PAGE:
Diamonds at Dinner

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Within a few pages of starting Diamonds at Dinner, I was captivated by the story that author Hilda Newman laid out. Throughout the pages of this memoir written at the age of 97, she reflects on the memories of her early adult years working in a stately home as a lady’s maid.

Diamonds at Dinner by Hilda Newman with Tim Tate
Diamonds at Dinner by Hilda Newman with Tim Tate

In her early teenage years, Hilda’s family helped her get an apprenticeship with a seamstress. After paying the fee to allow her to learn from the seamstress and studying under her for four years, the seamstress died suddenly. At the age of nineteen, with full training as a seamstress but no job, Hilda began to work at a hotel. A friend mentioned that with her training she might make a good lady’s maid for one of the aristocracy. Intrigued and excited about this idea, she talked to her parents and wrote letters to two ladies hiring lady’s maids. When one wrote back and eventually hired her, she went to live at Croome Court. There, she became the lady’s maid for the Countess of Coventry, Nesta Donne Phillips.

She found the work to be difficult, although her new employer was kinder than many others. Despite some harsh reprimands, Hilda felt that she and the Countess had built up a bond. She even believed that the Countess had a fondness for her. When the Countess had gotten into an accident, she asked only to be attended to by Hilda while they waited on the doctor. At Christmas, Hilda received a broach from the Countess. Unfortunately, the second World War meant the end of Hilda’s working at Croome Court and the closing of that chapter in her life.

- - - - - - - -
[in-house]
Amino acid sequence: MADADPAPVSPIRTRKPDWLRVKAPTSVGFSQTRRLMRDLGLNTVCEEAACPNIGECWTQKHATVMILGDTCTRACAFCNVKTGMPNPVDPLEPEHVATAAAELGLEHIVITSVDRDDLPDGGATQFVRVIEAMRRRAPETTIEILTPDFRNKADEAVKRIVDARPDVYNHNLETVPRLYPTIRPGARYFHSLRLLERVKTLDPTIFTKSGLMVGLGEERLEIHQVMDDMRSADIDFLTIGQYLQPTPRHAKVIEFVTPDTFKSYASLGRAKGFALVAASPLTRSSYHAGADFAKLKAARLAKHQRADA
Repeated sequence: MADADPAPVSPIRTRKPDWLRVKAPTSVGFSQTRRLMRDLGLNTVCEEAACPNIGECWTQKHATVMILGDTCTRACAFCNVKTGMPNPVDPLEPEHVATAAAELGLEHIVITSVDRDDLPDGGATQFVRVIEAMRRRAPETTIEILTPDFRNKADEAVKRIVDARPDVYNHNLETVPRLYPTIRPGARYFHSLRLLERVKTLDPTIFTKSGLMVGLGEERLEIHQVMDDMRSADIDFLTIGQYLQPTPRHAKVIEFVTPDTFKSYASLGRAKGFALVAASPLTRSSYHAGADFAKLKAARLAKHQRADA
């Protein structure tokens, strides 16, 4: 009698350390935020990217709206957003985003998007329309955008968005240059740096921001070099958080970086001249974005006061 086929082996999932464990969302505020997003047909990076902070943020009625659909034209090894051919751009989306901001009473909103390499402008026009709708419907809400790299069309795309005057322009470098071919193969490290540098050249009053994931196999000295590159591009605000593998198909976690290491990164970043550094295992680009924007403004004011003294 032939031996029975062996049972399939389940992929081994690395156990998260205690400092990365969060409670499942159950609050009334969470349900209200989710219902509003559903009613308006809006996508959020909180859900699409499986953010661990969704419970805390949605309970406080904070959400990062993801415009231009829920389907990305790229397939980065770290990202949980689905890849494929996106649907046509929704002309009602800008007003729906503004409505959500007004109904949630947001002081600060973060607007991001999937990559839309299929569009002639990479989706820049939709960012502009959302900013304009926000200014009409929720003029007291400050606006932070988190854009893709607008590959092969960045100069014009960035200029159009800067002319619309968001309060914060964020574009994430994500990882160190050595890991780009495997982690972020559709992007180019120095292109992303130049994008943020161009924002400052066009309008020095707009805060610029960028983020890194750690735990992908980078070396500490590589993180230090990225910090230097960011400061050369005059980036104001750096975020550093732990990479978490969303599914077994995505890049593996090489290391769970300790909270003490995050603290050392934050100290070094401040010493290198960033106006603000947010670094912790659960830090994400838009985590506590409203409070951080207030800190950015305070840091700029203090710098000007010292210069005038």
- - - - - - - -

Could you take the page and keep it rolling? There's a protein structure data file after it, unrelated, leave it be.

Hilda Newman’s memoir may be one of my favorites that I’ve read in a long time.

I will admit that historical biographies are not typically my favorite. If there are too many dates and names, I feel my eyes glazing over. However, this memoir captured my attention and had me enthusiastically chatting about it to my husband. While I tell him about the plots of most of the books I read, I frequently found myself saying, “This is one of the best books I’ve ever read!”

Finally, after having said that for about the fiftieth time, my husband asked exactly what made it so great. After reflecting further, I believe that four things made this memoir especially good:

  • It was excellently written. The story was organized and edited together well. I thought that the writing style was both warm and readable, which is hard to find in many memoirs. Although reading British English can sometimes take a few pages to adjust to, that is only a minor thing. By the end of the book, it ends up being part of the charm.
  • It was clean. Despite writing about the war, there was no swearing or explicit content.
  • Hilda was very lovable. There are a lot of memoirs I enjoy, despite not liking the person the memoir is about. I enjoyed this book so much more because Hilda was very easy to love. It was easy to imagine her as both the young woman my age and the 97-year-old woman writing the book.
  • The story was interesting. She wrote about a world I did not know about. Her perspectives on the wars, Hitler, and the changes in the last seventy years are so interesting because she has lived through all of those things. Even if I focus solely on her work as a lady’s maid, she wrote plenty to pique my interest.

Quick Review:

If you are looking for an interesting read about those serving the English aristocracy in the 1930’s, Diamonds at Dinner by Hilda Newman is the perfect book. It is a charming story written by a lovable woman about a very interesting time in history. Even though it handles issues like poverty and war, it does them in a clean and dignified way, making this book suitable for teens as well as adults. Best of all, the reader does not need to sacrifice good writing for good content in this book. It really is one to read.

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